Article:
• Apr 15th, 2016 @ 12:36am


    Amen. This is why I always oppose granting the government more powers, or greater regulatory scope: it just gives them more shit to sell off. (then when the FCC does good, it throws my whole model off!)

    Then again, this is also why, much as I hate so-called 'progressives' (not sorry, they hated me first), the Republican party presents a wholly unacceptable alternative.

    The parties, along with a gutless, cooperative press, allow the plutocratic class to filter "acceptable" candidates. In some countries, ones we routinely mock, the military acts as such a filter. I don't see our situation as much better.

    Therefore Trump. And, to a certain extent, Bernie. Because people who want to improve the country, people who just want to preserve what's good about the country, people who just don't want to get screwed over any more...all feel totally betrayed by the parties. And the parties, aided by the press, respond to these expressions of outrage and betrayal with "wedge issues" and "culture war".

  • Apr 14th, 2016 @ 10:53pm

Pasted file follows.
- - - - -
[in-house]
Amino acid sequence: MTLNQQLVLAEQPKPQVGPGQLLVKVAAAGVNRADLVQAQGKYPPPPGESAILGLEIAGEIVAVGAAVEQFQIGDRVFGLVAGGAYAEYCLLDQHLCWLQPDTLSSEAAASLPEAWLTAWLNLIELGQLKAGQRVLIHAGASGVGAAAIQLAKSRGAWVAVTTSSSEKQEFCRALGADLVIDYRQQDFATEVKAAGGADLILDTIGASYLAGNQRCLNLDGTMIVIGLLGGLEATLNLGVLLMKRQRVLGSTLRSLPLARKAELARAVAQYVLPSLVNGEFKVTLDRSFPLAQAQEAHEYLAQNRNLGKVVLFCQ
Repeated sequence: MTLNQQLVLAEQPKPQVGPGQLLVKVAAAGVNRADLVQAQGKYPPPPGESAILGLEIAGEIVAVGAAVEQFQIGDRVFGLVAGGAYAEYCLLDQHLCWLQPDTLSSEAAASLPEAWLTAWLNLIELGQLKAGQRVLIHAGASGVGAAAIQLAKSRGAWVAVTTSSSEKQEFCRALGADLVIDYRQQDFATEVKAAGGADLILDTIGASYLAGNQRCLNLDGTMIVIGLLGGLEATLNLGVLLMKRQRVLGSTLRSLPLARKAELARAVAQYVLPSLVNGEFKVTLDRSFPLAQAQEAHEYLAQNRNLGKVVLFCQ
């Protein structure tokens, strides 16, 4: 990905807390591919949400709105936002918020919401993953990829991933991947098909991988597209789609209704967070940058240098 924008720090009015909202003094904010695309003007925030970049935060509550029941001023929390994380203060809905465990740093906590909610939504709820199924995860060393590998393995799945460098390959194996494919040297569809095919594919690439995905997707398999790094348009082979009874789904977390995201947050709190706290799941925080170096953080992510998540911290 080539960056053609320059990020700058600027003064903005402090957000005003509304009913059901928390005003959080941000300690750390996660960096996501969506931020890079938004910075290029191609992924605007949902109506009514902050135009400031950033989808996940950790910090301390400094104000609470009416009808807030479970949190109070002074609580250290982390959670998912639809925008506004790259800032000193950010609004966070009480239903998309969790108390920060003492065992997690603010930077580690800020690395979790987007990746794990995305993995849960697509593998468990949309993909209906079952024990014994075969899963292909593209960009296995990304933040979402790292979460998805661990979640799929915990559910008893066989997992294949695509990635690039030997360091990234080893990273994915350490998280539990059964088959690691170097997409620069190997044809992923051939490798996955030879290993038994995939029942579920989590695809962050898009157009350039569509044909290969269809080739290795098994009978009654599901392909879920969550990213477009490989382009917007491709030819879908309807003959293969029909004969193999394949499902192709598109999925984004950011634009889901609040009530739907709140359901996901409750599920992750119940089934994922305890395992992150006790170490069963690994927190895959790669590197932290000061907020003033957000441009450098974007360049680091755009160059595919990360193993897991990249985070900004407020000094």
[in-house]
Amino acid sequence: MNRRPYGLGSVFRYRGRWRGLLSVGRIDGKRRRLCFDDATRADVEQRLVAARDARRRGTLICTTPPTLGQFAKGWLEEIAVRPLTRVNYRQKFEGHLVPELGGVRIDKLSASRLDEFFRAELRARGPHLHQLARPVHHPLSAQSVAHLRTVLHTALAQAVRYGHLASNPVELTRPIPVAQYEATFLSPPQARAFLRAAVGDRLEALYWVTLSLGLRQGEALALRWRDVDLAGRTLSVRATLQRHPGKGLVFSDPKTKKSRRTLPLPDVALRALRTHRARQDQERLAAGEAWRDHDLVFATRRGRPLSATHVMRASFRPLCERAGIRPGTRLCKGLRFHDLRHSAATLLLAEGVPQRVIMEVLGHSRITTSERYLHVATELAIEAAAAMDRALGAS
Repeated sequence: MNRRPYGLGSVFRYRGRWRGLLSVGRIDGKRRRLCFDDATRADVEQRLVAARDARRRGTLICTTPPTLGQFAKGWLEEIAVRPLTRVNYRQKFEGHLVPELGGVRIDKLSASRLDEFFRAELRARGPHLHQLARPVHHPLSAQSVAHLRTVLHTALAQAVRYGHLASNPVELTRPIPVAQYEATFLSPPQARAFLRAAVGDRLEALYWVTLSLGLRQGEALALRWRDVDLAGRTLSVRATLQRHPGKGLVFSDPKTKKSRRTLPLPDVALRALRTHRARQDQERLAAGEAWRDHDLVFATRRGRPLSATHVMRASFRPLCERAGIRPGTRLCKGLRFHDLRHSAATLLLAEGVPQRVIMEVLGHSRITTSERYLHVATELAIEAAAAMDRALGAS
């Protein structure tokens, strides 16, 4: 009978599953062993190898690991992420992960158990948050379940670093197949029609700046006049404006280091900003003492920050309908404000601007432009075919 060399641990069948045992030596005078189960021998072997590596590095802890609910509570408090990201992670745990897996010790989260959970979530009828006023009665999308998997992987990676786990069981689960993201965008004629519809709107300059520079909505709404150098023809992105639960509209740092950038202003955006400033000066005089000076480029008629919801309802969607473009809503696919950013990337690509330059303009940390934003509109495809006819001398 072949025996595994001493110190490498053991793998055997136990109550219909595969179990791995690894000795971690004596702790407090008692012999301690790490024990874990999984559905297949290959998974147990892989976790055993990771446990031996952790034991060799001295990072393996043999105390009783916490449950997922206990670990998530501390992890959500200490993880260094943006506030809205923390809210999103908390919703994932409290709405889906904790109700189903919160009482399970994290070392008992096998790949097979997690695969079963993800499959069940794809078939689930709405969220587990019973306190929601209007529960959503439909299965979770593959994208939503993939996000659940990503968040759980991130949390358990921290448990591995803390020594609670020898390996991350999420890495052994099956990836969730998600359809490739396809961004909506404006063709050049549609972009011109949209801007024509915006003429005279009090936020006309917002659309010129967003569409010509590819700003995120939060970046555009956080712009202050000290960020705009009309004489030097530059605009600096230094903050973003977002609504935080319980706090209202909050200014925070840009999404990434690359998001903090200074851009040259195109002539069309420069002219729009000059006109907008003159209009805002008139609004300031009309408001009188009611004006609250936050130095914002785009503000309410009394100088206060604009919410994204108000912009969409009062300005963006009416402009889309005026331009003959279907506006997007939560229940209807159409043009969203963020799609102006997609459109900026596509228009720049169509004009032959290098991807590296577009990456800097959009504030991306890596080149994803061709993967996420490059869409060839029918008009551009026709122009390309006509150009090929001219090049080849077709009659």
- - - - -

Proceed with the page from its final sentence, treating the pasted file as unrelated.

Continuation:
Re: Panama Papers?

    Mossack Fonseca deals/dealt with companies that actually HAVE money, big money. Usually weapon, drug, humn trafficking, corruption and scam money, but real money nonetheless.

    Petty scammers who have to target people whose wealth is below the "enough money to hire a lawyer" threshold, even if they do it in volume, may be a level or two below making MFs' client list.

    BTW, Hillary's tight with a lot of people who are in the first category. A true test of whether we actually have a real Fourth Estate that maintains any pretense of integrity. Or not.

  • Apr 14th, 2016 @ 1:11am

    (untitled comment)

    I'm pretty sure Randy heard "Stairway to Heaven". He never sued.

    When the result of a law is "ghoulish money-grabs by lawyers to benefit people who have created nothing", it's safe to conclude the law is bad. I was kind of looking for a characterization of such law more sophisticated than just "bad", but no, that's about exactly right.